16 September, 2013

Waiting For The Rain

Ooh look, here comes a great big low, whatever shall I do?????

Hmm, I wonder.....

So, Hope's Nose yesterday was rather bright and calm. I'd considered not showing up until the afternoon, but then I thought "Naah, what else is there to do? Go off and dip Osprey again?"

Which is fair enough.

So I toddled down - checking the bushes on the way [I found a Blackcap and a few Chiffs] and casually set up on The Steps. To cut the story short, the weather took its sweet time arriving, and the epic deluge of a front the forecasters were promising was little more than a few bands of fairly light rain after a bout of sideways drizzle. The wind did pick up, and was very nicely SW, so I was wonderfully sheltered.

There were birds, not in vast numbers [probably], but in plenty of variety and all through the day. Albeit a bit thin now and again. There was always something to look at, even if it was the distant feeding frenzies [at first, anyway] and mostly that something included a Balearic or six, so the time went. It didn't feel anything like the 9 hours I watched for, which is always a sign of a good watch.*

Rather than go into lots of pointless numbers, I'll try an overview;

The feeding was split into several areas, many well offshore, but one got continually closer and further north as time wore on. By the time I left the birds were practically in Brandy Cove! [I have learned that the Mackerel have been running, so maybe that's it?] This closest frenzy was never huge, but did consist mostly of Balearic Shearwaters - largest group 21! - and Gannets, feeding on something very close to the surface. The Gannets were only lifting off a wingspan above the sea before diving back at a shallow angle. The same group also had a lone Sooty with it early on - it was sat on the sea next to 3 Balearics - nice comparison!
The activity meant getting accurate passage for a lot of the birds is... problematic. There might have been 147 Balearics passing, or there might have been a lot less on big loops. I tried my best; the short loops I saw and ignored and I kept an eye out for distinctive groups, but really who knows? Certainly they outnumbered the Manxies by a lot.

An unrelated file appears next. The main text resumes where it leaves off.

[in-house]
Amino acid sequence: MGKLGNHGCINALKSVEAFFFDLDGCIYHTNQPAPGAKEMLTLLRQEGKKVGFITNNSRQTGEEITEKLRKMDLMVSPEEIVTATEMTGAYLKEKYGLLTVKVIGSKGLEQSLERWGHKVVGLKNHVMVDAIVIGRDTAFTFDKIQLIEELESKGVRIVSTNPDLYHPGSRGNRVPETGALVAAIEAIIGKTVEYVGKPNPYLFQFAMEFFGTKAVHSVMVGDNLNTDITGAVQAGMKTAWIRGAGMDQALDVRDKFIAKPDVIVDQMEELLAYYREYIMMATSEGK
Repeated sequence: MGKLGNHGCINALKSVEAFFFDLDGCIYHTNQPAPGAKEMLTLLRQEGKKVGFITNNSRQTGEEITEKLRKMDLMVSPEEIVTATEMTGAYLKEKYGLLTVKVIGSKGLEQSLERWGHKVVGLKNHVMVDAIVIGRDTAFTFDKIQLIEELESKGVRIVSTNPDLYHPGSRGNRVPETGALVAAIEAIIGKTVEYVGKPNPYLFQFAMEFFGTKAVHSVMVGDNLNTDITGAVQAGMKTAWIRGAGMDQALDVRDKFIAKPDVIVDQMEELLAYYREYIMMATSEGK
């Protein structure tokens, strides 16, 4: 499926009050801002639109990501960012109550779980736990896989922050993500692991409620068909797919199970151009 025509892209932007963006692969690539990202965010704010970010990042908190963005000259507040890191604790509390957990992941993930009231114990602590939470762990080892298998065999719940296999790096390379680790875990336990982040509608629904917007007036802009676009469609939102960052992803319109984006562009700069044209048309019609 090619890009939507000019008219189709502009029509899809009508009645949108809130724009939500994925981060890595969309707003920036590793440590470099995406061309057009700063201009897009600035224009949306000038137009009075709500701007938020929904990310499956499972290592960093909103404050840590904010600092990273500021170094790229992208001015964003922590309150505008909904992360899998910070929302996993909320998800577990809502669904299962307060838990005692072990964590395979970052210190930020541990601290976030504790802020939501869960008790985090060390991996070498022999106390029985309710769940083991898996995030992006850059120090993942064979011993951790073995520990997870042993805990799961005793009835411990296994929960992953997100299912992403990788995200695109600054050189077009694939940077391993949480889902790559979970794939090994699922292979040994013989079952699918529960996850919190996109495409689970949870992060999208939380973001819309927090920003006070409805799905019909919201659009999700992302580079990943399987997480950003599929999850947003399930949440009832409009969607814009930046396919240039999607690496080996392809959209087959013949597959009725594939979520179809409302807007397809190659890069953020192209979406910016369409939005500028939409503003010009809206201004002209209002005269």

Certainly also they came in enough for long enough for me to try this and sort of succeed;

Phonescoped Balearics!!!
Bottom left [side on] and top right [underside on]

There was some definite passage though, and it included some very nice bits and pieces - ducks and waders! 4 Ringed Plover were a bit distant, but 5 Redshank were much better! They came in and landed on the back of the Lead Stone with an Oyk - I even heard them calling - stayed for a while then moved on. Waders good, but ducks better; Common Scoter moved mostly south in small groups, but gold to me were a Tufty, 6 Wigeon [going N], and best of all....  7 Teal!! PATCH TICK!!! :D

This is the Joy of Patch right here. Getting this excited about Teal**.

Also a passage of Razorbills - 7 of them including a 2. ;)


Terns showed up and in increasing numbers after the rain started, mostly Common but 3 Arctic, including one cracking adult lingering at point blank range and a few Sarnies. Dawlish Warren may be the best place to see terns, but the Nose isn't bad for close views and when the outfall has been running, they will linger right in front of you. :)

Lingering terns, of course, draw skuas! Arctics and Bonxies mostly - with several of each coming in to cause mayhem, panic, and disorder :D  Two different [by location of moult in secondaries!] adult light morph Arctics gave spectacular views as they harried Kittiwakes and terns so close I couldn't use the scope and barely kept up with bins! Two lovely gingery juveniles tried harrying Gannets - I don't know who laughed more, me or the Gannet which just glanced back at the young skua and then totally ignored it...
It may not have rained much water, but 12 Bonxies in 75 minutes wasn't bad for raining trouble. Among the victims was a 2cy GBB, who got flipped upside down in mid air by a Bonxie coming from behind [ouch]. By this time the feeding Balearics were in close and they too got some unwanted attention - though they were able to evade with surprising agility.
Also notable was a lovely dark-intermediate Arctic - a very slender individual which would have been be really nasty if it was further out. Especially when it stalled! Three Poms came past - two light morphs and a juvenile - though none of them were particularly close and no spoons on show. Also a skua sp. - an A/P.

A few Fulmars moved past - again mostly south and not tarrying.
Don't forget the gulls! Two Meds, one a fabulous adult right off the rocks, a dozen BHGs, four LBBs, and a creditable 21 juvenile Kitts out of 79.
On the rocks, eventually 3 Wheatears [never more than two in view at once] and at least 4 Rockits kept up a merry go round of hop-hop-chase!

Nothing as spectacular as earlier in the year, but for the leading edge of the wind it wasn't bad at all.

Annd finally, a couple more shots for you;

First of all, how do you know when your seawatch is over? Simple, you look left and see this;

It was like a curtain being drawn!

Lastly, a plant! Not what I expected to see below the Steps in the spray zone!

Ready salted...

[[*Or a good sleep.. ;) ]]
[[**Yes, they're beautiful little ducks in their own right, but admit it, you only look at them in case there's a rarer duck hiding amongst them!]]

No comments:

Post a Comment